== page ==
By Will Pearson
[Editor’s Note: Will sent me the following in an email. I thought it interesting enough to put up as a blog post. Other than a few grammatical repairs I handled, this post is entirely by the soon to be Doctor Pearson.]
I’ve been doing some thinking following on from the discussions around whether commercial or open source AT is better. One thought that I came up with
is quite interesting. If you set the goal to be the situation where someone can just pick something up and use it without anyone having to do any work
to enable that person to use that thing then we’re kind of going about things the wrong way at the moment. The way we think about accessibility is wrong,
the way we achieve accessibility is wrong, and largely the people who are responsible for accessibility are doing the wrong things to achieve it.
You can think of commercial AT vendors and accessibility consultancies as consumers of accessibility problems. They take accessibility problems and turn
them into cash for themselves. They do this by providing solutions to those accessibility problems; either solutions to end users in the case of AT vendors
or solutions to people who produce things in the case of accessibility consultancies. So, both AT vendors and accessibility consultancies need accessibility
problems to exist in order to make money and stay in business.
I think this need for accessibility problems to exist has led to us thinking about accessibility in the wrong way. Accessibility is seen as making a particular
product or feature accessible; I think this is a fundamental mistake but one that suits the AT vendors and accessibility consultancies quite well.
If problems are only solved within a particular context, say
a particular software package, then they can go and solve the same problem across multiple contexts making money each time they solve that problem.
The alternative to a contextual way of thinking is a context independent one. Instead of solving a problem in a particular context, say a particular software
package, you create a generalisable solution that solves the problem regardless of use case. This general solution can then be used to solve all
instances of that problem instead of just solving that problem within a specific area. This is better for the users but worse for AT vendors and accessibility
Consultancies as it gives them less opportunities to make money.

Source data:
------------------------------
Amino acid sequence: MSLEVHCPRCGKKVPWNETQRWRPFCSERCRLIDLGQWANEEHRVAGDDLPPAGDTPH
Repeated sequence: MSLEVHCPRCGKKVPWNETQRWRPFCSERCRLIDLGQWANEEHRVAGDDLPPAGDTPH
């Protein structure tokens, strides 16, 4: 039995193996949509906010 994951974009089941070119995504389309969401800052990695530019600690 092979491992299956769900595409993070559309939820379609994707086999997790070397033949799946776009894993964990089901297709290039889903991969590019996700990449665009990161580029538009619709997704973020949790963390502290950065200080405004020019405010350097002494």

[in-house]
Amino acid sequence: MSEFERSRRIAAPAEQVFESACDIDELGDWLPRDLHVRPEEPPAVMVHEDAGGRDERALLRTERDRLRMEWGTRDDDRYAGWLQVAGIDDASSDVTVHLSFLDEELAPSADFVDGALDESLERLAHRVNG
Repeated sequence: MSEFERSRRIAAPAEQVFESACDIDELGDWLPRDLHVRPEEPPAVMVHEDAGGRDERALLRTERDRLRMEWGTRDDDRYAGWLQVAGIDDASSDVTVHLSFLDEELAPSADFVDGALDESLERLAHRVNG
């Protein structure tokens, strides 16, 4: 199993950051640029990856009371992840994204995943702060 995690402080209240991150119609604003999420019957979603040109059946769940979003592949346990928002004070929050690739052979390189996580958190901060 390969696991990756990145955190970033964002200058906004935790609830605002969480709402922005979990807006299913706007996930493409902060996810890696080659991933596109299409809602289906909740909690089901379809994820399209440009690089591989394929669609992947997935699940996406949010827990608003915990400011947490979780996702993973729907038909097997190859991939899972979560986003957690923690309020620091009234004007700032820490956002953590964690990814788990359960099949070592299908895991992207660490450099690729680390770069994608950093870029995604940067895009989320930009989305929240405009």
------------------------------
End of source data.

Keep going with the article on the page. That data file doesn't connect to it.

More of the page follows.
This need for a context independent solution means that the solution needs to be placed in something that spans different contexts. It can’t be placed
in a particular piece of software as that’s just a single context and instead needs to be placed in assistive technologies that operate across different
pieces of software. So, I believe that asking application and web developers to make things accessible is wrong and that we should instead be asking AT
Vendors to make things accessible using generalisable solutions if we want to have the most things accessible.
While I agree with Will’s statements, I also believe that the generic solutions he proposes may be the “Holy Grail” of screen reading. So many applications out there require some bit diddling to get them to speak properly but, unlike Will, I’m not too strong in artificial intelligence or notions like synthesized vision so I’ll defer to his expertise on this matter.
When I get the chance, I’ll write full length pieces about two newly introduced technologies to the world of people with vision impairment. The first is the User Centric Licensing scheme available in the recent releases of MSS and MSP from Code Factory. I would like all software vendors to move to such a solution. Second, the Victor Reader Stream from Humanware is really fricking cool.
Will’s note came as an html email, I did a Select All, Copy and pasted it into Word. For no reason apparent to me, after pasting the text, a whole lot of hard line breaks showed up in Word making its grammar checker think that it had a lot of sentence fragments and letters that it thought should be capitalized. Does anyone know how to keep this from happening in the future as I hate fixing such one line at a time in an editor.
Finally, if you, like me, use a lot of batteries (in my case, Olympus DS 50, my Sony 4 track cassette player and a few other odds and ends, the new Duracell rechargeable are not just better for the environment, they charge really quickly and, if you have two sets you should enjoy thousands of hours of use before they fade away. As mine still work without having been replaced, I cannot speak to their life cycle but the fast recharges and long use periods make them really nice.